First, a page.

Field of Science

Libya honors convicted terrorist

Abdel Basset Ali al-Megrahi, the only person convicted in the 1988 Lockerbie jet bombing, has been released from prison in Scotland because he is expected to die soon from prostate cancer. You can think what you want about that (and I think it's crazy), but the thing I really want to object to is the reception he got when he returned to Libya (see picture).

Ignoring American demands that Mr. Megrahi not be celebrated as a hero returning to his homeland, hundreds of young Libyans were bused to the military airport in Tripoli to welcome him home, cheering and waving Libyan and Scottish flags as he sped off in a convoy of white vehicles.
Pissed me off, it did.


  1. I don't know how well informed you are on this, but the problems with the evidence have been documented for years - in fact Megrahi was appealing against the conviction, and probably had a good chance of having it overturned, before this deal was sorted out to let him go back to Libya on compassionate grounds. One of the dodgiest issues was always the Maltese shopkeeper who said he remembered selling clothes to Megrahi more than 18 months beforehand, and who was apparently paid for his evidence. There's a Washington Post write-up from the time of the trial archived here and a more recent summary from the UK perspective here

    I think it's worth noting that a good number of the families of British victims firmly believe that he's innocent, and are upset only because the suspension of the appeal process means that the evidence may not now be re-examined in as much depth. I don't know how this reflects on the reactions of the crowd in Libya, whether they see him a martyr or victim of foreign injustice, but the news report you link to is not representative of the way the issue's seen in the UK.

  2. Charlotte, thanks for that comment.

    I am aware that the question of guilt is still open. Despite this I find it extremely tacky that he is greeted the way he was on his return to Libya. Don't you? I mean, would you ever celebrate the release of someone who was still a suspect of killing of hundreds of people?

    I think it's worth noting that a good number of the families of British victims firmly believe that he's innocent

    I don't think this is worth noting. Being related to a victim changes nothing with respect to the evidence. Why are they so convinced?

  3. What, all we all of a sudden giving out FREE Lunches? Since when??? Under what premise? Did this guy learn his lesson? I doubt he would have changed his actions if he knew he would have gone to jail. These people don’t care, but only to KILL America. They hate us…helllloooooo!!! Wake up people.

  4. Well jasonbradyut,

    what do you mean with wake up? Wake up and kill everybody who hates you? Or wake up and forgive everybody who hates you?
    I guess you mean the first one, and waking up in your sense, means to continue the hate...

    Anyway, besides the legal issues related with this case, greating a convict for his actions of terrorism is beyond my comprehension. And itself is the same continuation of hate. Why not release him so a sanctuary in britain and keep him in country?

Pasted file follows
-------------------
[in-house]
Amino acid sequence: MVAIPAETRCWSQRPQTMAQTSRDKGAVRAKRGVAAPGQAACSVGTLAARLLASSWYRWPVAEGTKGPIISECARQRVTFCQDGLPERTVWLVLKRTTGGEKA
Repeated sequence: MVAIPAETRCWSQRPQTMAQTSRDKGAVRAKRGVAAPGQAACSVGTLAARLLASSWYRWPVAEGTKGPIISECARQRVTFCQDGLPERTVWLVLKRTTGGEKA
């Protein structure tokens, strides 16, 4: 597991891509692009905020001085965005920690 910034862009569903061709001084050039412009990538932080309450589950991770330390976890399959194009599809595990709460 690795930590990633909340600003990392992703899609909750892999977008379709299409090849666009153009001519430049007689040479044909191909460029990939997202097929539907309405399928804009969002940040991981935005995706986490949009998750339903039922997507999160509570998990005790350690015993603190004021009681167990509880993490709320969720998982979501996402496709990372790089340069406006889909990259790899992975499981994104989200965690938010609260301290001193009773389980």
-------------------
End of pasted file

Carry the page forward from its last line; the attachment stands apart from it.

Or actually admit that he was innocent, and remove the propaganda effect. Why hail a terrorist who hasn't done anything?
    This is a typical case of stupid diplomacy... nothing else.

    Cheers Arend

  5. Anon, given his medical condition it was very possible he'd die before the appeal was completed anyway, giving another no-win situation - hence the compassionate release.

    Re the crowds, I know no lives were involved but if you can put yourself in the shoes of a Lebanese person, it's not entirely dissimilar to recent cases where journalists have been arrested for espionage overseas, and returned to their home countries to fairly raucous welcomes. Without judging their guilt or innocence, some of them had been found guilty of serious crimes in other countries, and they'd spent much less time jailed than Megrahi.

    As to why the families are convinced, I don't know the full details but I believe that two of the witnesses have now said that the evidence they saw in court had been tampered with after they gave their initial statements to the investigators. I'm not qualified to judge Megrahi's guilt, but if he's innocent then whoever did plant that bomb got away with it scot-free. Now that pisses me off.

  6. Oh, and to answer your question I wouldn't go to that sort of demonstration myself unless I knew the convicted personally and well enough to be convinced of their innocence. But then I'm British, and not much given to public flag-waving.

  7. But then I'm British, and not much given to public flag-waving.

    Seems like the British waves the flags whenever the queen appears, though. ;)

  8. "Seems like the British waves the flags whenever the queen appears, though. ;)"

    LOL not very many of them :) I certainly wouldn't bother. The queen's a waste of money.


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